At least here in the Granite State, it’s a canine kind of thing. I recently learned that Bella is the most popular dog name in New Hampshire for 2019. Nationwide Insurance researched its database of more than 750,000 insured pets to identify the favorite (puppy) names in each state.
Hmmm. I actually have a friend who has three pugs, and one is named Bella, but this little cutie resides in nearby Dunstable, Mass.
Other than that, I don’t know a single other pooch named Bella that makes N.H. her home. Don’t get me wrong, it’s a “beautiful” moniker for a girl or dog. I mean, who doesn’t like to be called “Bella?”
Now that June is upon us, here’s a little reminder about licensing your dog every year. You’re late, and you have to do it. There is no way around it. Besides, it’s cheap at $7.50 for a puppy and the same cost for a spayed/neutered dog. It’s $10 if your canine is not spayed/neutered. You can pay up in person at the City Clerk’s Office located at 229 Main Street, Monday through Friday, 8 a.m. to 5 p.m. Or you can license your dog by mail using the Dog License Form and enclosing a check. It’s that simple.
According to the city clerk’s office, the license period is set up to run from May 1st through April 30th of each year.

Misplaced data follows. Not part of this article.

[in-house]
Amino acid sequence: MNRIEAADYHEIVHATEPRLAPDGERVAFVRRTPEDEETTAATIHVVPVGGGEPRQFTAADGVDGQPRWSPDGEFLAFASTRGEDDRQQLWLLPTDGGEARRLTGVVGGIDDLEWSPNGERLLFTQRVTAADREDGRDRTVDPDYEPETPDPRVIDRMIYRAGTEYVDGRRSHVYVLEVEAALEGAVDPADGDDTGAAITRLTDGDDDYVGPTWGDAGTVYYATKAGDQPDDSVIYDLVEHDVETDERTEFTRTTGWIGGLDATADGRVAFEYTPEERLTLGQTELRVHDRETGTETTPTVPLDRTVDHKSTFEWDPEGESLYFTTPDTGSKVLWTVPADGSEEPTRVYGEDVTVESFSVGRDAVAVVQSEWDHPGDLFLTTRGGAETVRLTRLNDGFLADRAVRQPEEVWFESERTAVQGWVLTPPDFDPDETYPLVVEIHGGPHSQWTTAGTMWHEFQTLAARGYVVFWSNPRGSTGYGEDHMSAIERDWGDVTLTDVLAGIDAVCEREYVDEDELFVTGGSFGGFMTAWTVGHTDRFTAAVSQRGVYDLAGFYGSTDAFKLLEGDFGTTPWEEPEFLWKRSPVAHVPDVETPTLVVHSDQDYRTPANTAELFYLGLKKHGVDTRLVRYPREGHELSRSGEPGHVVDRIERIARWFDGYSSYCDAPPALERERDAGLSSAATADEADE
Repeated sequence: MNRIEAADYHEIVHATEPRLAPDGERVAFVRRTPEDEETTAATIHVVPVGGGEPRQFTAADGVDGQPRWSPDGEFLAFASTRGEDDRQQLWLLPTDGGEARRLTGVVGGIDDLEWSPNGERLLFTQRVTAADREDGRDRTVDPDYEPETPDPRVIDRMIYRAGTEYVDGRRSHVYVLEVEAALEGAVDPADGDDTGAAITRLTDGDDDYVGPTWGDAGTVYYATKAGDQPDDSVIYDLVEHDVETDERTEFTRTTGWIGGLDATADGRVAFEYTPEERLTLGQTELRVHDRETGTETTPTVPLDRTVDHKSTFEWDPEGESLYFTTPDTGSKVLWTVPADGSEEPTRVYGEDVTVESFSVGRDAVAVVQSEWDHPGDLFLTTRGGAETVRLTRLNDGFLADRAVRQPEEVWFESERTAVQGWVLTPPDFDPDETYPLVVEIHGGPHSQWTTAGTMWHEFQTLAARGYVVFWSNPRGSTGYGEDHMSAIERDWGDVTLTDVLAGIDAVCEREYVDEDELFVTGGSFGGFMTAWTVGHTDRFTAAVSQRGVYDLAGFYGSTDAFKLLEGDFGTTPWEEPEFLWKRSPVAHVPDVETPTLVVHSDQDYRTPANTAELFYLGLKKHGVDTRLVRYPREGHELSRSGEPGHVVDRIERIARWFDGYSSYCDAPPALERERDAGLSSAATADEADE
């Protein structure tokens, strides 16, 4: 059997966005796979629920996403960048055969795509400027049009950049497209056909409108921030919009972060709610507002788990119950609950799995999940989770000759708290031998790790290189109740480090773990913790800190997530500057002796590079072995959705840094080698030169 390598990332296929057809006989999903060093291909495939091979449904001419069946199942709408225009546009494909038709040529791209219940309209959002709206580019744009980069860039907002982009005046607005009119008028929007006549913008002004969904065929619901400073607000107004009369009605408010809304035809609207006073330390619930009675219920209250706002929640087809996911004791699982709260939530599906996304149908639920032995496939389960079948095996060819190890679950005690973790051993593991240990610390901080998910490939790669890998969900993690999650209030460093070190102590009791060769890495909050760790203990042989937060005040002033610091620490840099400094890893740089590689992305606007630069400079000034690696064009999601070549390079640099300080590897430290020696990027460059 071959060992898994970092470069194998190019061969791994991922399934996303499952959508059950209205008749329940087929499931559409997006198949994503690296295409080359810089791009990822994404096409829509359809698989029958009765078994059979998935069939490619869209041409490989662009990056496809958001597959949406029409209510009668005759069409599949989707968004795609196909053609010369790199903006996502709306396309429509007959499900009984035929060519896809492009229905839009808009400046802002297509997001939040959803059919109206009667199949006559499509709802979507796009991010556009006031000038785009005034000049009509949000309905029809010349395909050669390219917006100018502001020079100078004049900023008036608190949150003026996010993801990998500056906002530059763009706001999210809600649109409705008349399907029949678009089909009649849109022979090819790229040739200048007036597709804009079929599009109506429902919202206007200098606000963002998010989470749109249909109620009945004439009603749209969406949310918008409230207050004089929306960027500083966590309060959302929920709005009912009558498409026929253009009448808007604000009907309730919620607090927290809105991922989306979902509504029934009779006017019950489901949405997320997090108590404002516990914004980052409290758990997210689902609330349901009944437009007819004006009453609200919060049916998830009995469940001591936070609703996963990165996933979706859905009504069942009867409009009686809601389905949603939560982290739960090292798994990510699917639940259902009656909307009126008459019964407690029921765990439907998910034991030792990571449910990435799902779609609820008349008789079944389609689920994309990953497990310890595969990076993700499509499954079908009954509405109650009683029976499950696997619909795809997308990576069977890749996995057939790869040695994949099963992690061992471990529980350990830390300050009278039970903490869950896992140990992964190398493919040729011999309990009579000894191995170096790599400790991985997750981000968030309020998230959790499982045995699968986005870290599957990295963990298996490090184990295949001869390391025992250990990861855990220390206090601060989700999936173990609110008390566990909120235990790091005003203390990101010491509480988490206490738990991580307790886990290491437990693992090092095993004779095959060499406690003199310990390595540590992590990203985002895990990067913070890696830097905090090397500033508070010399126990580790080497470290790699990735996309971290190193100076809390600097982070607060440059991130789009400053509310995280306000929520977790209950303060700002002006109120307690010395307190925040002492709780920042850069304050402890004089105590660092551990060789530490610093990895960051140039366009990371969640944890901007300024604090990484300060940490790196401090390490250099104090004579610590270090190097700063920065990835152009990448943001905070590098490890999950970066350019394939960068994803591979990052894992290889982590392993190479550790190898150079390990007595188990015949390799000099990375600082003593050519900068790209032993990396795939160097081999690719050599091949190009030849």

If you don’t bother to license your little Bella or Beau, then you’re asking for a fine. You’re actually breaking the law. And remember, you can’t fight City Hall, as the old saying goes. The powers-that-be mean business:
“$1.00 per month is assessed starting June 1st of each year and on the first day of each month thereafter until the dog is licensed. In addition, annually at the end of June, a warrant for unlicensed dogs is provided to the Animal Control Officer to issue a civil forfeiture fine of $32.00 for every unlicensed dog.”
Our furry, four-legged friends bring us a lot of love and companionship, so we owe it to them to keep them safe and have their license tags attached to their collar while in public.
City Clerk Patricia Piecuch can assist you with any questions you have about dog licensing at 603-589-3010.
Another key department in the city also works diligently to enforce the city ordinances as they pertain to domestic animals. The Animal Control Division officer can often be seen patrolling Nashua’s neighborhoods and responding to complaints.
I wasn’t aware of this, but the Gate City has a leash law, NRO 5-5, that states “It shall be unlawful for any dog to run at large.”
At large means that whenever Bella is off your property, she must be physically restrained. In other words, a strong voice command is not enough.
Felines have it a bit easier here in the Gate City. You could say that they are definitely the “cat’s meow” because they don’t have to be licensed or leashed.
Don’t even get me started about our new “Keeping of Chickens,” Ord. No. O-18-019. Up to six adult female chickens may now be kept on a lot. “Chickens shall not be permitted to roam free. Chickens shall be secured in a coop during non-daylight hours.”
Urban chickens don’t have to be licensed here. Now, that’s something to cluck about